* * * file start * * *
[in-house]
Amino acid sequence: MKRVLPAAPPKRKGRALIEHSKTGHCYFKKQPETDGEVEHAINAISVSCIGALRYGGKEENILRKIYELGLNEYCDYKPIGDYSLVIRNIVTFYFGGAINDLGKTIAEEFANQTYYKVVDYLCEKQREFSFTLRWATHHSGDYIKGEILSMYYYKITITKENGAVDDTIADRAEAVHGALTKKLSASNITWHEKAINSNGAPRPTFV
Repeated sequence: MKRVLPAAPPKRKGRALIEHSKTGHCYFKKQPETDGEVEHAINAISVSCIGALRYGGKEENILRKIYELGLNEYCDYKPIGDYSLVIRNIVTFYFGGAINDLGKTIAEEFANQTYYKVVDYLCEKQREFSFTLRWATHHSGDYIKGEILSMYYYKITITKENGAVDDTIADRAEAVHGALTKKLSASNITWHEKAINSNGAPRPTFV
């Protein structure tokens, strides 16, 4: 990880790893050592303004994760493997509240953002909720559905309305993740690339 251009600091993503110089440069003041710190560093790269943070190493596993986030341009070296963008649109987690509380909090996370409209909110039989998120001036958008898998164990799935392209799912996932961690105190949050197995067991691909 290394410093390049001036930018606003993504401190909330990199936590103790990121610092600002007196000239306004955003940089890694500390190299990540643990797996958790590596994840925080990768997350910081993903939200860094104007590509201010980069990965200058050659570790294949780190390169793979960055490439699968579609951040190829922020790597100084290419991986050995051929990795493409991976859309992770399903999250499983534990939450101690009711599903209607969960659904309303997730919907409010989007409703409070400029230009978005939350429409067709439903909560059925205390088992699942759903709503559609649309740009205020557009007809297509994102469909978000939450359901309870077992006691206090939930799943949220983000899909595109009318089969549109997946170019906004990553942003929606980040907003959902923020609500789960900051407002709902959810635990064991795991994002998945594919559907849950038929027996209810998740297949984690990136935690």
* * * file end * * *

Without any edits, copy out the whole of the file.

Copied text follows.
[in-house]
Amino acid sequence: MKRVLPAAPPKRKGRALIEHSKTGHCYFKKQPETDGEVEHAINAISVSCIGALRYGGKEENILRKIYELGLNEYCDYKPIGDYSLVIRNIVTFYFGGAINDLGKTIAEEFANQTYYKVVDYLCEKQREFSFTLRWATHHSGDYIKGEILSMYYYKITITKENGAVDDTIADRAEAVHGALTKKLSASNITWHEKAINSNGAPRPTFV
Repeated sequence: MKRVLPAAPPKRKGRALIEHSKTGHCYFKKQPETDGEVEHAINAISVSCIGALRYGGKEENILRKIYELGLNEYCDYKPIGDYSLVIRNIVTFYFGGAINDLGKTIAEEFANQTYYKVVDYLCEKQREFSFTLRWATHHSGDYIKGEILSMYYYKITITKENGAVDDTIADRAEAVHGALTKKLSASNITWHEKAINSNGAPRPTFV
């Protein structure tokens, strides 16, 4: 990880790893050592303004994760493997509240953002909720559905309305993740690339 251009600091993503110089440069003041710190560093790269943070190493596993986030341009070296963008649109987690509380909090996370409209909110039989998120001036958008898998164990799935392209799912996932961690105190949050197995067991691909 290394410093390049001036930018606003993504401190909330990199936590103790990121610092600002007196000239306004955003940089890694500390190299990540643990797996958790590596994840925080990768997350910081993903939200860094104007590509201010980069990965200058050659570790294949780190390169793979960055490439699968579609951040190829922020790597100084290419991986050995051929990795493409991976859309992770399903999250499983534990939450101690009711599903209607969960659904309303997730919907409010989007409703409070400029230009978005939350429409067709439903909560059925205390088992699942759903709503559609649309740009205020557009007809297509994102469909978000939450359901309870077992006691206090939930799943949220983000899909595109009318089969549109997946170019906004990553942003929606980040907003959902923020609500789960900051407002709902959810635990064991795991994002998945594919559907849950038929027996209810998740297949984690990136935690």